Marquette’s ship fever epidemic, 1849

Olive Harlow is pictured.

The specter of disease hung over Marquette even before it was founded. In 1849, when members of the Marquette Iron Mining Company travelled west from Worcester, Massachusetts, on their way to set up operations near the Carp River, they stopped in Detroit to wait for their machinery to arrive. But a cholera outbreak in Detroit led the men to head north to Sault Ste. Marie to avoid getting sick. When the machinery arrived and portaged over to Lake Superior, the group moved on to what would become the settlement of Marquette.

In the late 1840s and the 1850’s cholera epidemics repeatedly broke out in towns receiving large numbers of immigrants. Cholera is a bacterial infection of the small intestine caused by vibrio cholerae. Cholera occurs where sanitation problems exist and is spread by eating and drinking contaminated food and water.

The classic symptom is unyielding bouts of diarrhea, leading to severe dehydration and electrolyte imbalance within hours. Fever, vomiting, muscle cramps, and nausea can also occur. The dehydration in turn results in sunken eyes, cold skin and can also cause the skin to turn bluish, which gave cholera the name “Blue Death.” Symptoms can start anywhere from two hours to five days after exposure. The most susceptible victims were the very young and the elderly as they can have issues maintaining their hydration.

The community hit hardest by cholera in the summer of 1849 was Milwaukee. Immigrants arrived by ships and land, some sickened by cholera and other diseases such as typhoid. Townsmen made efforts to provide clean sanitation and clean water, but were unable to keep up with the influx of people. It was in August 1849 when Marquette Iron Mining Company representatives, Robert Graveraet and agent Edward Clarke, went to hire men for their mining operation.

On their return trip with the new workers, travelling by ship on Lake Michigan, several people became ill and upon arrival in Sault Ste. Marie agent Edward Clarke died. As the group continued on Lake Superior, more men became ill. By the time they landed, the people waiting for them, including Olive Harlow and Peter White, became overwhelmed and frightened.

Peter White is seen in this image taken in Cleveland, Ohio, circa 1862. (Below image courtesy of Peggy Frazier)

Peter White described the arrival of the sick: “In August the schooner Fur Trader arrived, bringing a large number of Germans, some Irish and a few French. Graveraet and Clarke had been to Milwaukee and hired and shipped them on the vessel. It was the great cholera year; Clarke died at the Sault on his way back; several others died on the vessel. We were all frightened, but the Indians who lived here then – to the number of 100 – had everything embarked in their boats and canoes within sixty minutes, and started over the water to escape a disease to them more fearful than the small-pox.”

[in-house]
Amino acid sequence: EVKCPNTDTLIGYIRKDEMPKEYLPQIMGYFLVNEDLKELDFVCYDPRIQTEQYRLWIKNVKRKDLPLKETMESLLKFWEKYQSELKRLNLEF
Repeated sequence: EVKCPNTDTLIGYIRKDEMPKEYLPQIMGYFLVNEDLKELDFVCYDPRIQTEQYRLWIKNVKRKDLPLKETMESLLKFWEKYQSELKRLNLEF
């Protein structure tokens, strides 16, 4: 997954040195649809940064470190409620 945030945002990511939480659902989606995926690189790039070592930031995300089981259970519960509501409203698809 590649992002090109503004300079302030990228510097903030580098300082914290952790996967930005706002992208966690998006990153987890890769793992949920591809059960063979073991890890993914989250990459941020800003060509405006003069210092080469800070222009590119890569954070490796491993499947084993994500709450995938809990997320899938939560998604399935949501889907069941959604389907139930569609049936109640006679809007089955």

Dr. Rogers, a physician who arrived with Graveraet in May began to examine the sick. He determined it was not cholera but typhoid. Olive Harlow and Peter White also indicated it was Typhoid or Ship fever. Typhoid, like cholera, is a bacterial infection, the bacterium in question being salmonella typhi. Like cholera it is transmitted through food and water contaminated by human waste. As both diseases feature fevers, diarrhea, and abdominal pain, it could be difficult to assess which illness someone was suffering from. Other symptoms of typhoid include headaches, weakness, and a rash with rose colored spots.

Peter White and Mrs. Wheelock, who had been hired by Mrs. Harlow to cook for the company, along with others cared for the sick. Things became dire when Dr. Rogers became ill. Suffering from delirium and confusion, he could not advise the caretakers. Peter White later recalled, “… that it was contagious was soon evident, for the doctor, and perhaps a dozen of our young men who had never known sickness before were soon stricken down with it. Each one of my companions had in succession taken the position of nurse in the hospital – a rude building called a hospital had been erected – and had in regular order been taken down with the malignant fever…at the advice of a Mr. Harding, Mr. Emmons, and Mrs. Wheelock, I commenced rubbing and bathing them; and Mrs. W furnishing suitable food, the result was that in two weeks they were all convalescents.”

Olive Harlow, wife of Amos Harlow, manager of Marquette Iron Mining Company, also provided her observations. “During the fall we had a great deal of sickness among us, originating among the German emigrants – – a kind of ship fever. The sick were lying about our house until log houses which was the hospital could be put up. Mr. Harlow shingled it by moonlight with the first boards from our new saw mill Sept. 30. Ellen (Olive’s young daughter) contracted the fever which was ushered in with a spasm Sept 12 and continued quite ill three weeks. Mr. Harlow was strongly threatened with it.”

We know that several people died in this epidemic but no one recorded the exact number of deaths. Despite this rough beginning, the small community recovered and Marquette continued to grow.